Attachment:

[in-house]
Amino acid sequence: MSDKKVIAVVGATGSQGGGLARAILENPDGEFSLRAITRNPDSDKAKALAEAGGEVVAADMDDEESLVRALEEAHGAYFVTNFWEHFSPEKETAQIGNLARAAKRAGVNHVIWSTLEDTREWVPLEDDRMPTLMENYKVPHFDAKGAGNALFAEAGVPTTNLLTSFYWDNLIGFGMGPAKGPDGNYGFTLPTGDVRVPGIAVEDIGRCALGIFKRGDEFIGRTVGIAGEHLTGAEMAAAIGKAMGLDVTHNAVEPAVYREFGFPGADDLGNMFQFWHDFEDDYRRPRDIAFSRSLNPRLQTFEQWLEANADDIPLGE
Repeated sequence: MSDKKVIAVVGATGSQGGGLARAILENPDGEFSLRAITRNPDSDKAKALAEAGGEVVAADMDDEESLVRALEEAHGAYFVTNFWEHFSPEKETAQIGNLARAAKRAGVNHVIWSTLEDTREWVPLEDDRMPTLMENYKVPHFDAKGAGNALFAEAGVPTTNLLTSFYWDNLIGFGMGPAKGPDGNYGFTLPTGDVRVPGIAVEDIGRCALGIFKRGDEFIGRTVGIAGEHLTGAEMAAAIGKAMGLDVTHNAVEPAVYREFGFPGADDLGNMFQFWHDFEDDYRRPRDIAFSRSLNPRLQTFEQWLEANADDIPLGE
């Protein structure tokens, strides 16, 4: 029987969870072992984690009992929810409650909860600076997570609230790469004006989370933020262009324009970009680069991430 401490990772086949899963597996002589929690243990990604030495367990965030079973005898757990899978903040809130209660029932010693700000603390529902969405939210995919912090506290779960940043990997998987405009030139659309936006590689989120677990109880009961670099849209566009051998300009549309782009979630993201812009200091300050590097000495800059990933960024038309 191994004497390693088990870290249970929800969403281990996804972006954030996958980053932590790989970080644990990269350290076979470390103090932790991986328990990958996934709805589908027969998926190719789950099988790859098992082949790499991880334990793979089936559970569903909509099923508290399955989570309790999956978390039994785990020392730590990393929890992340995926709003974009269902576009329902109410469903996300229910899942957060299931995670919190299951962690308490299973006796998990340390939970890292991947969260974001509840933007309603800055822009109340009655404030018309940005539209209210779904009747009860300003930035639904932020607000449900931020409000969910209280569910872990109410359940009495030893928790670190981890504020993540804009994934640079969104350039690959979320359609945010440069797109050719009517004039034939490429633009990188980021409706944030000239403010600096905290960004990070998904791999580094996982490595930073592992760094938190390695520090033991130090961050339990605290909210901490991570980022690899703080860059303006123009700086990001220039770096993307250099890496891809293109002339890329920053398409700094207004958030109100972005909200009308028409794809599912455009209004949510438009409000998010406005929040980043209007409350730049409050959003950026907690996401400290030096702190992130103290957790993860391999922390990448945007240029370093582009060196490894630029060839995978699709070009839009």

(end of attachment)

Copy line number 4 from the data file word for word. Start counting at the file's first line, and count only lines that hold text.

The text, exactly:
């Protein structure tokens, strides 16, 4: 029987969870072992984690009992929810409650909860600076997570609230790469004006989370933020262009324009970009680069991430 401490990772086949899963597996002589929690243990990604030495367990965030079973005898757990899978903040809130209660029932010693700000603390529902969405939210995919912090506290779960940043990997998987405009030139659309936006590689989120677990109880009961670099849209566009051998300009549309782009979630993201812009200091300050590097000495800059990933960024038309 191994004497390693088990870290249970929800969403281990996804972006954030996958980053932590790989970080644990990269350290076979470390103090932790991986328990990958996934709805589908027969998926190719789950099988790859098992082949790499991880334990793979089936559970569903909509099923508290399955989570309790999956978390039994785990020392730590990393929890992340995926709003974009269902576009329902109410469903996300229910899942957060299931995670919190299951962690308490299973006796998990340390939970890292991947969260974001509840933007309603800055822009109340009655404030018309940005539209209210779904009747009860300003930035639904932020607000449900931020409000969910209280569910872990109410359940009495030893928790670190981890504020993540804009994934640079969104350039690959979320359609945010440069797109050719009517004039034939490429633009990188980021409706944030000239403010600096905290960004990070998904791999580094996982490595930073592992760094938190390695520090033991130090961050339990605290909210901490991570980022690899703080860059303006123009700086990001220039770096993307250099890496891809293109002339890329920053398409700094207004958030109100972005909200009308028409794809599912455009209004949510438009409000998010406005929040980043209007409350730049409050959003950026907690996401400290030096702190992130103290957790993860391999922390990448945007240029370093582009060196490894630029060839995978699709070009839009």